I generally always speak kindly to my adult daughter. I’m not entire certain what the big deal is. What would you prefer that I do? Yell and be an asshole?

Brian1946's avatar

@stanleybmanly @Darth_Algar

My daughter, Rover and my son, Fido, both think that pet names are ridiculous! ;-)

Patty_Melt's avatar

I wish I had a doting father.
My dad’s nickname for me was fucking dummy.

He even called me that when I was three and stole his tractor. I know he was scared and angry, but he was also proud of me for being able to get it in gear and drive off with it. He never said so though. Life continued that way. He always cursed me for whatever downside he could find.
If he had ever called me his sweetie pie I would have been confused, but it certainly wouldn’t have been sexual at all.

Darth_Algar's avatar

@stanleybmanly

I mean an affectionate name like you would call a romantic interest. Something that you generally would only call them , and they would only be called by you. Different from a nickname, which everyone might use to refer to that person.

gorillapaws's avatar

@Darth_Algar “an affectionate name like you would call a romantic interest.”

I think the issue here may be mostly cultural/regional. I don’t think any fathers are calling their young daughters “sugar tits” or “hey sexy.”

I will refer to my friends’ young daughters as “sweet pea” as a term of endearment. I had a teach who would refer to her students as “sugar,” even “pumpkin-puss” and there wasn’t anything sexual going on at all, it was just cultural. I’m in Virginia as a point of reference.

ragingloli's avatar

“I’m in Virginia as a point of reference.”
But that is in the south, so….

JLeslie's avatar

Yuck, gross.

My dad and I were close when I was young, but he didn’t talk to me in what could be mistaken as a romantic way. Serious yuck.

I remember when I was very little he called me sweetie, and then at one point I asked him not to, and he stopped. But, he never calls my mom sweetie, it was a term he used with me as a little girl, it had nothing to do with being a sweetheart.

The promise rings, like promising your dad to stay chaste, is disgusting and creepy to me. My dad never did anything creepy like that.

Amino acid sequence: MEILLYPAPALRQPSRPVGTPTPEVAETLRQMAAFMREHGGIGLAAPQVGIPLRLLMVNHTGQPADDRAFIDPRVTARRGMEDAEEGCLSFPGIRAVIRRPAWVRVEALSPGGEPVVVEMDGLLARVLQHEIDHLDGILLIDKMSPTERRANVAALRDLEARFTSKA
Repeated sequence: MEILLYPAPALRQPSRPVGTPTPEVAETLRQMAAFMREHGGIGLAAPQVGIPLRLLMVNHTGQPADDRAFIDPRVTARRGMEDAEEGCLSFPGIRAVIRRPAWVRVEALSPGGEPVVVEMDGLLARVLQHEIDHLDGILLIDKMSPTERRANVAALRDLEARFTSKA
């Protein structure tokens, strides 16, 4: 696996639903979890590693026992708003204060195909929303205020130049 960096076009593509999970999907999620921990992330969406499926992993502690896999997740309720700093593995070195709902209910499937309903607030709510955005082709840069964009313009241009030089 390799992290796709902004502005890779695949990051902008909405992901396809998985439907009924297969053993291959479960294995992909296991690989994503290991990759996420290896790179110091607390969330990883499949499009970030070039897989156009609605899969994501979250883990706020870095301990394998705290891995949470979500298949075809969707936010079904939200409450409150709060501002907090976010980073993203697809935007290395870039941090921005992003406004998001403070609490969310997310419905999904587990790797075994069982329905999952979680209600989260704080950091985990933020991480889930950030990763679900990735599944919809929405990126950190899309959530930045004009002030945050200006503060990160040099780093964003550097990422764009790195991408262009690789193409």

Gross.

Darth_Algar's avatar

@gorillapaws

Well I wouldn’t call anyone something like “sugar tits”, not even in a romantic context.

As for your teacher – honestly, I find that kind thing patronizing and disrespectful. The teacher should refer to his/her students by name.

cookieman's avatar

Sometimes it’s just a term of endearment. In my family (current and historic), we tend toward goofy nicknames instead.

My dad was “Bean”, my grandfather was “Mouse”, my grandmother was “Tina”, my aunt was “Cat”, and so on.

My daughter has a goofy nickname too.

Dutchess_III's avatar

I still affectionately call my 31 year old son “Dumbass.” It’s a name he’s been stuck with since his first set of stitches at age 2.

Much of what your concerns would depend on context. Only you can hear the inflection and see the setting it’s said in.
To me, a grown woman calling her father “Daddy,” gives me the creeps.

Patty_Melt's avatar

Obviously various people are creeped out over differing things.

A girls first love is her daddy, under normal circumstances. Nowadays, however, people equate love with sex, and that is where a lot of disparity comes into play.

gorillapaws's avatar

@Darth_Algar “I find that kind thing patronizing and disrespectful. The teacher should refer to his/her students by name.”

All I can say is that I never once felt patronized or disrespected. I’m pretty sure my other classmates would say the same thing. She had a sincere kindness and a grace that radiated from her. She was one of the nicest teachers I’ve ever had and she made Middle School biology a lot of fun for her students.

I really do think it’s a cultural difference. You can tell when someone is speaking to you with a patronizing tone and when they’re being endearing and positive in a sincere and friendly manner.

Dutchess_III's avatar

I might call my students “sweet heart,” or “darlin’” either male or female. Especially in elementary school.

Answer this question

Login

or

Join

to answer.

This question is in the General Section. Responses must be helpful and on-topic.

Your answer will be saved while you login or join.

Have a question? Ask Fluther!

What do you know more about?
or
Knowledge Networking @ Fluther